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A Mommy Divided

Madeleine’s six months now, and I’ve been back working a couple nights a week while Brian watches her since she was four months old.  When I first started back, I really looked forward to leaving the house, getting out and mixing with adults, using a different part of my brain than the area required to do all the silly voices for Bear Snores On.  I also felt liberated to be back in the work force; not in a burn-your-bra, I’m-as-good-as-a-man sort of way, but in an actual released-on-parole sort of way.

This is making me sound like a horrible mother who doesn’t love her child, so let me go back one more step before I go forward.

When Maddie was maybe six or eight weeks old, I was pumping and keeping bottles on hand so I could get out of the house briefly for grocery shopping and such.  I naively thought it would be ok; Brian’s hugely hands-on with her and a better parent in many ways than I am.  But she’d melt down, crying inconsolably, and the only thing that would fix it would be me.  Brian and my mother tried to imitate the way I held her, the way I rocked her, everything, and nothing worked.  She was at the height of her colic stage and when she got worked up enough, nothing brought her down from the ledge except for me.

Far from being flattered, I felt trapped.  It’s one thing to be highly desired by someone; it’s another entirely to be so nakedly needed, so unambiguously necessary in their life.  The stress of being unable to go to the gym for a swim or run to the post office without her was intense, and I envisioned a future that was just more of the same and panicked.  I was sure that Brian wasn’t trying hard enough or long enough before surrendering and handing her back to me, when the reality was that I was all she’d known for nine months and I was what she needed.  If someone could have pointed to a date in the future – say, three months – and say, “By this age she’ll be fine.  You’ll be more independent, I promise,” I could have handled it better.  But there was no way of knowing that’d be the case (though my girlfriends all assured me it would.)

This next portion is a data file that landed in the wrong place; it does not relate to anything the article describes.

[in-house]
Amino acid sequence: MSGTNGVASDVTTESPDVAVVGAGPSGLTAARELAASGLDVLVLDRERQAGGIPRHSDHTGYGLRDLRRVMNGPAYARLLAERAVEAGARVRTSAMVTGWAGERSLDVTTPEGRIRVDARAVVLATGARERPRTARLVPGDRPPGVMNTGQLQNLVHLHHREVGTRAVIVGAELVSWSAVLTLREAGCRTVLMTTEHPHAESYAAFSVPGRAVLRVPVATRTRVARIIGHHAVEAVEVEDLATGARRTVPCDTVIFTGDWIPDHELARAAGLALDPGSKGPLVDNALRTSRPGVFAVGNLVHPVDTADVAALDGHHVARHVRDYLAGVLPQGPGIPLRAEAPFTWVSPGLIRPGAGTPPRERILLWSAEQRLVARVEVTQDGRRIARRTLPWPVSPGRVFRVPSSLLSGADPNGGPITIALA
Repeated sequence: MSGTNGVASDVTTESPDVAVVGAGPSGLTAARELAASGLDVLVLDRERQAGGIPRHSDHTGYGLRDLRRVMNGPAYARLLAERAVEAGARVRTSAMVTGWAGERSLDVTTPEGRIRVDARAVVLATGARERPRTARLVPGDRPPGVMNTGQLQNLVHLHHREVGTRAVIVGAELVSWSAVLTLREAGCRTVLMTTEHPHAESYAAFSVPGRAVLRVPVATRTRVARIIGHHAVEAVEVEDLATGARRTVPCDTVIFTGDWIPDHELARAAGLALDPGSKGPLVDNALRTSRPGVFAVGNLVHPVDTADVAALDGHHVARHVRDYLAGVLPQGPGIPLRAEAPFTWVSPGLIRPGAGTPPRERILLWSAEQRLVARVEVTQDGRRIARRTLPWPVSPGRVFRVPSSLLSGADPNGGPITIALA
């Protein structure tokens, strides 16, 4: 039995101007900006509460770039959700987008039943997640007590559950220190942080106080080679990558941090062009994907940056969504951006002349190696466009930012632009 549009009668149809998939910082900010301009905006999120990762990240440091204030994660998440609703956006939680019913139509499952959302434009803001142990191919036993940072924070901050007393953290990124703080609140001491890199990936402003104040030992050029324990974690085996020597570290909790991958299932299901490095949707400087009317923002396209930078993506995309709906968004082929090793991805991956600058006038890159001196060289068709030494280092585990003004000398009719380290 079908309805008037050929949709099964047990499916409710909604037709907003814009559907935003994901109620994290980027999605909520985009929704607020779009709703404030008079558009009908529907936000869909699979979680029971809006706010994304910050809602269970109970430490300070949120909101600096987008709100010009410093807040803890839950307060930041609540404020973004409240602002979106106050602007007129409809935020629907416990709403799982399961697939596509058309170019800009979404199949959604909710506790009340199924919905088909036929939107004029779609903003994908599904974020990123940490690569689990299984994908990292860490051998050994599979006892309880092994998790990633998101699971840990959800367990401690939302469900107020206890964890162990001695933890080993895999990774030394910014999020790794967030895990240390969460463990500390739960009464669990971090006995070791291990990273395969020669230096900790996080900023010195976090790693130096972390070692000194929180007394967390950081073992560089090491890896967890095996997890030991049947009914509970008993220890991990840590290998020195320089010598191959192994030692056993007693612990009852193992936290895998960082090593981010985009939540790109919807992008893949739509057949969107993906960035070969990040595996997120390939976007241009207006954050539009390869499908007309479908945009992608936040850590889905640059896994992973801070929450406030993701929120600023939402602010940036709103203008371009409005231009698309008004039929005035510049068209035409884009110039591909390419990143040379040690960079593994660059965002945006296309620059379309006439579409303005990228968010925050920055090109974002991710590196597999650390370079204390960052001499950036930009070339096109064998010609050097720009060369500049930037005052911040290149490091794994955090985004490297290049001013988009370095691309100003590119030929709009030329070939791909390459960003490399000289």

So when I started planning my return to limited teaching, it was as if I was reopening a door that had been shut for a while; I wasn’t trading off one part of my life for a new one in having a baby, I was adding another facet to it.   I could do this!  Work!  Motherhood!  Wifedom!  I will have a little nibble of every slice of cake.

But here’s the kicker – by the time I went back to work, I didn’t want to so much.  Maddie and I found our groove, and I started seeing days with nothing to do but be with her and take care of our household not as endless repetitive drudgery, but luxurious pearls stretched out before me.  I fell deeper in love with my daughter, and work was not the exciting thing I thought it’d be.

Why am I talking about this now?  Because I worked a 9-5 day today, and will again for the next two days. 

I’m teaching a special course that I often taught pre-Maddie.  The income definitely helps and I get to mentally stretch myself again.  My mom agreed to take three vacation days and watch Madeleine for us, and yes, I know, I’m incredibly lucky.  But I don’t feel as satisfied, as fulfilled as I think I should.  I walked away from the house today before she awoke and missed two nursings, two fruits, a vegetable, two naps, one stroller walk, and who knows what else.  I missed her warm sweetness when she first wakes up, her cackling delight during book time, her exhilarating crowing during our walks, her trusting head burrowing when she was ready for a nap.  I missed her.  And what will I miss tomorrow?  I’m terrified I’ll miss the first tooth, the first crawl.

I don’t know what the solution is here for me, how to satisfy all the different parts of myself.  How can I be a full-time mother, yet keep the “work” me mentally in shape?  How can I feel my unencumbered joy at having an hour to walk around the city and shop without being laden with stroller et al, and yet be with her every moment as I often long to be?  I know that our generation of mommies has acknowledged the fallacy of the idea that we can have it “all”; we know that any solution we come up with comes with consequences and really, nothing is ideal.  In those moments of mommy despair, when you look down that long corridor of your future and see nothing but being known as someone’s mommy, you ask yourself,

“Who am I and how do I let that person out?”   One of my girlfriends called me sobbing when her second child was only four weeks old, saying, “What on earth am I doing with my life?  Is this all that I will be forever?”

I obviously don’t have the answers.  I wish I did.  Once I got to work, I truly enjoyed teaching again and even had a blast doing a bit of holiday shopping on my way home.  But I’m not going to lie to you; on the way home, my steps quickened as I walked the final stretch, and I can’t say for certain that I wasn’t jogging the last block.


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